Get clear on what is important to you outside of work; otherwise it is easy to let work creep into too much of your personal time – robbing you of your work effectiveness and of having a joyful life! For example, many people say that family is important – but get really clear and specific about what is important. Is it important to have dinner together every night? To read bedtime stories? To attend events together? To have family-focused weekends? Clarity and inspiration will make it easier to set and keep boundaries.

Also get clear on what is important at work. Many times boundaries are crossed due to false crises. Don’t create them and don’t overreact when others create them. Often good listening, a few calm questions and quick brainstorming of options can reduce anxiety and panic and allow for a more reasonable approach to an issue that doesn’t have to include it being taken care of tonight. Granted, there are times when crises are real and extra time is needed, but those don’t have to be the norm.

Use technology to your advantage
Leverage technology – especially your calendar. Indicate working hours and/or block out times when you are not available for meetings, including appropriate morning and evening hours. Use auto-reply if you will be unavailable to respond for a longer-than-usual amount of time, e.g. – you are in an all-day meeting. Our love/hate relationship with our addictive mobile devices requires some care too. These things which keep us “on” are also very capable of helping us be “off” by auto-replying to texts if we are driving, in a meeting, sleeping, etc., or by alerting us when a specific person contacts us. (Many apps available.) You can also establish no-device zones or times, e.g. at the dinner table, in the bedroom, on Saturdays.

Be brave – yes is not the only answer
Saying no to a direct request of your time is not easy, especially when the request comes from your boss or an important client. But oftentimes an over-eagerness-to-please can cause you to say yes when you are making an unneeded sacrifice. Always giving an unequivocal yes and/or being overly flexible can set up bad behaviors and expectations from that boss or client. Take a pause and a breath before immediately answering yes. Ask questions to clarify needs and timing – it’s okay to offer alternatives while making sure needs are met.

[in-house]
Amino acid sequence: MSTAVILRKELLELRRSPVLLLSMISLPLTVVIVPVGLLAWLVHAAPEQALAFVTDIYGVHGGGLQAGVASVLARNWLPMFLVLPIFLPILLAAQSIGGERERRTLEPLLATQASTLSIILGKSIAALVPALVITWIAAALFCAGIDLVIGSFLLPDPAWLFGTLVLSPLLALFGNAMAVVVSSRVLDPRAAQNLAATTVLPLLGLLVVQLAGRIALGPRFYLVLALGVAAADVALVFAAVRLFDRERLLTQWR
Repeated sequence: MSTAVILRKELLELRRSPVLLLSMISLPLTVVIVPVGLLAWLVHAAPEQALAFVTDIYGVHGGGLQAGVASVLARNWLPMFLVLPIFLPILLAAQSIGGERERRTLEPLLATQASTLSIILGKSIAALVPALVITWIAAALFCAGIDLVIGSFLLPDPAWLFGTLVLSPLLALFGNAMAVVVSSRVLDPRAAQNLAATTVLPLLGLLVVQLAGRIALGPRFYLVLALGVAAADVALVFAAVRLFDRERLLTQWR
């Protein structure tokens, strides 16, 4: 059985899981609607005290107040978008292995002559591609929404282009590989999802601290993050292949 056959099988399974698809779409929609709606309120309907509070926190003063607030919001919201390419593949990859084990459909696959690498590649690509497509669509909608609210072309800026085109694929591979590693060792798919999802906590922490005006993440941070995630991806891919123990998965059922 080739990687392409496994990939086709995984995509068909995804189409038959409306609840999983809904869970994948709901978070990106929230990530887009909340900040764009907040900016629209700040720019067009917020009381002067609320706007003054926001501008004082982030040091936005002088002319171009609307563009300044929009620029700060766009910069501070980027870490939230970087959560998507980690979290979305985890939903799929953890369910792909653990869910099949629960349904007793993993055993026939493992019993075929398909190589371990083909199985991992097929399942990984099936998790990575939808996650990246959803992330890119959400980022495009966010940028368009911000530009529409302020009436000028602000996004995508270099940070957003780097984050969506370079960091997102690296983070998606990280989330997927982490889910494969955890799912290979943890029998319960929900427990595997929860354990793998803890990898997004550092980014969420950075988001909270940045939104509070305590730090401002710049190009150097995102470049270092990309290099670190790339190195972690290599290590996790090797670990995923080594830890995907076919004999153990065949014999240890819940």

Remember you have a choice
It can be easy to get overwhelmed with the “always-on” nature of the workplace today and to slip into a victim mentality about it.  But you always have a choice. Focus on what you can control and do your best to maintain healthy boundaries. If your boss or organization has a very different philosophy or culture about boundaries, then it may be time for a new role or organization. You deserve to be thriving, not just surviving.

Let us know your best tips for thriving in today’s always-on workplace. What works for you?

December 12, 2013 / Ask Mariposa

Ask Mariposa | Becoming a T-shaped Leader

Danielle asks:   I was promoted about a year ago and am leading an HR team at a small but rapidly growing company.  My boss recently mentioned I need to broaden my perspective and skill set to be more effective, especially as we continue to grow.  I was surprised to hear this considering my role and background in HR.  What do I need to do?

Tawny Lees, COO of Mariposa, responds: